|Still from workprint version of "Where No Man Has Gone Before" (1965)|
Written by Samuel A. Peeples
FIRST DRAFT, dated May 27, 1965
FIRST DRAFT, dated May 27, 1965
Report and Analysis by David EversoleOriginally posted at Orion Press
Peeples' first draft, amazingly, was changed relatively little — it is about 85% what was finally filmed. Some names are different — here we have Lieutenant Clark Mitchell, Lieutenant Leroy Kelso and Ship's Doctor Johnson (Johnson is only referenced by his last name once, the senior staff are simply tagged as Ship's Doctor, Ship's Engineer, Ship's Physicist, etc.).
Some differences between this script and what aired:
- The action opens with the Kirk log detailed in my review of the shooting script, then cuts directly to the bridge; no introductory chess game between Kirk and Spock, no first meeting with Mitchell in the elevator.
- There is no mention of stardates. One of Kirk's logs opens with, "Captain's Log, Report 197."
- It is stated in the narrative that Spock is senior to Mitchell. Spock is described as red-hued, much as in Roddenberry's first series outline. Perhaps Peeples never saw "The Cage."
- The Valiant was lost 132 years ago. The Valiant's recorder is brought into an engineering airlock by the tractor beam, not beamed directly onboard via the transporter.
- Mitchell is even more flirtatious than in the aired version--he even refers to Yeoman Smith as "kitten." Spock is the one who knew and worked with Mitchell for years. Although friends, Mitchell and Kirk are not as close as in the aired version, and there is no talk of any shared history.
- When the Enterprise passes through the barrier at the edge of the galaxy, everyone is enveloped in a greenish glow and bolts of green "electricity" shoot from their hands and feet.
- A mass funeral is held in the Ship's Chapel (described as containing symbols such as the Christian Cross and the Jewish Star of David, as well as several unknown alien religious icons) and the bodies of the dead are consigned to space.
- Much of the action then transpires as aired, though in this draft Kirk does not divert to Delta Vega with the intent of stranding Mitchell. Kelso and three others are strangled onboard the Enterprise, then Clark Mitchell, using his mental powers, diverts the ship to an unnamed planet which he beams down to with Elizabeth Dehner.
- Kirk regains control of the ship, and, armed with a laser rifle, beams down after them. He makes his way across the mountainous terrain toward Mitchell and Dehner, suddenly finds that the blue sand he is crossing is quicksand. He sinks fast, but pulls a small gun, armed with a steel barb, from his belt, fires it toward a rock wall. A thin nylon-like rope shoots out and the barb embeds itself in the wall. Kirk drags himself free of the quicksand.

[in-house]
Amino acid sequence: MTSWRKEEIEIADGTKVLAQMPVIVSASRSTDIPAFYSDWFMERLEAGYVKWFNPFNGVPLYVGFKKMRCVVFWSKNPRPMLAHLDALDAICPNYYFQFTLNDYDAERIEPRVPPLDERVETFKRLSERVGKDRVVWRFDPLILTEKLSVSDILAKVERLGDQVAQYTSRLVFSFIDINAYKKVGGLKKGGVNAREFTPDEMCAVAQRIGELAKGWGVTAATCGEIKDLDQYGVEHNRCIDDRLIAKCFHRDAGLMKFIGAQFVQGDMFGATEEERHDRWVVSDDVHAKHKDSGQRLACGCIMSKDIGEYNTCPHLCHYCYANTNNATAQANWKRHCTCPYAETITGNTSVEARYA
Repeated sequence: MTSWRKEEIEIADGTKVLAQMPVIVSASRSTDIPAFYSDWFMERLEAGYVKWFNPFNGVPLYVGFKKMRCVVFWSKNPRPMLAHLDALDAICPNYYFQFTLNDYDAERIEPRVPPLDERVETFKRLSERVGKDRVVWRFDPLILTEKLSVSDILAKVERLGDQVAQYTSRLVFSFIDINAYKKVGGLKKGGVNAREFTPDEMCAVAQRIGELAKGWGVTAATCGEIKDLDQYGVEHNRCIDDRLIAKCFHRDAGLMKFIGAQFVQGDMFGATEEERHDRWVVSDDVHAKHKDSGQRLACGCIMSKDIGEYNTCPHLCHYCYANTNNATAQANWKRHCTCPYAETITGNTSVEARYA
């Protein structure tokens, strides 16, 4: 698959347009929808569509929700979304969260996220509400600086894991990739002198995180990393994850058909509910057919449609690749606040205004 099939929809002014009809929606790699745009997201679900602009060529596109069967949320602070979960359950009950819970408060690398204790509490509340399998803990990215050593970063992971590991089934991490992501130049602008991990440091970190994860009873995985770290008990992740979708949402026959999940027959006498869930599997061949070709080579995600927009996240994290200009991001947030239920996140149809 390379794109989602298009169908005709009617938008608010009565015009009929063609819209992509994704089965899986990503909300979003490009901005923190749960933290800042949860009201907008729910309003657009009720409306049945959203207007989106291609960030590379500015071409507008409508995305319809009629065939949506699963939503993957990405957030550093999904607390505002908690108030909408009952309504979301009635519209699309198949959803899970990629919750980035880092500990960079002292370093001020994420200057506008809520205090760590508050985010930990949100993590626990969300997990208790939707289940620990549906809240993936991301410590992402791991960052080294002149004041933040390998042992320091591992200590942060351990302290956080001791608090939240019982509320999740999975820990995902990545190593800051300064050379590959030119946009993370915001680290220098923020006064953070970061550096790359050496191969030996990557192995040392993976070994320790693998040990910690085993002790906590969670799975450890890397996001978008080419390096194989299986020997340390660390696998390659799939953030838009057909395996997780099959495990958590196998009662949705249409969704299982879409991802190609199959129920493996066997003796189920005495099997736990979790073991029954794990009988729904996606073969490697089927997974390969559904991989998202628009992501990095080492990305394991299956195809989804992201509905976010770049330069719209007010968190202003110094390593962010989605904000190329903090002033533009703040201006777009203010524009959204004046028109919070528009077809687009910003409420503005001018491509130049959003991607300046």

- Using his power, Mitchell blocks Kirk's path with a wall of blue flames. Kirk, using his barb/rope weapon, swings over the flames, lands safely on the other side. Mitchell then attempts to stop him with a gale-force wind, but Kirk continues on doggedly, eventually confronts the two. Things play out as in the aired version, but in the final fight, there is no grave or tombstone. Weakened by Dehner's dying blast of energy, Mitchell is at the edge of a cliff, below him is a thousand-foot drop. He and Kirk fight, and Mitchell, weakened, is forced over the edge. Kirk extends a hand to him, Mitchell grabs hold, but he is too weak, lets go and plummets to his death.
- Onboard the Enterprise, Spock agrees with Kirk that Mitchell and Dehner should be listed as casualties since they did not ask for what befell them. Kirk and Spock smile at each other, and for the first time there seems to be the beginning of a friendship between the two.
SAMUEL A. PEEPLES (1917-1997): Best known as the writer of Star Trek's second pilot, "Where No Man Has Gone Before," but some people forget that he also contributed an episode ("Beyond The Farthest Star") for the animated Star Trek series, and wrote an unused script for the second Star Trek movie (Worlds That Never Were) which discarded the character of Khan and, instead, involved two travelers from an alternate dimension facing off against Kirk and company. Peeples has an impressive array of credits on other television series as writer, series creator and producer. They include: Wanted: Dead or Alive, Bonanza, Burke's Law, The Legend of Jesse James (which he created), A Man Called Shenandoah, and The New Animated Adventures of Flash Gordon.
Editor's Note: Although this draft does have Kirk say, "Ship's log, Report 197" in it (on page 67) it also used the stardate system. For example, at the beginning of the script (on page 2), Kirk says, "On stardate 1312.6." Read more about the origins of stardates in this previous post.
Image courtesy of Trek Core.
This article was originally published by Orion Press and is reprinted by permission of publisher Randall Landers. All rights revert to the original authors.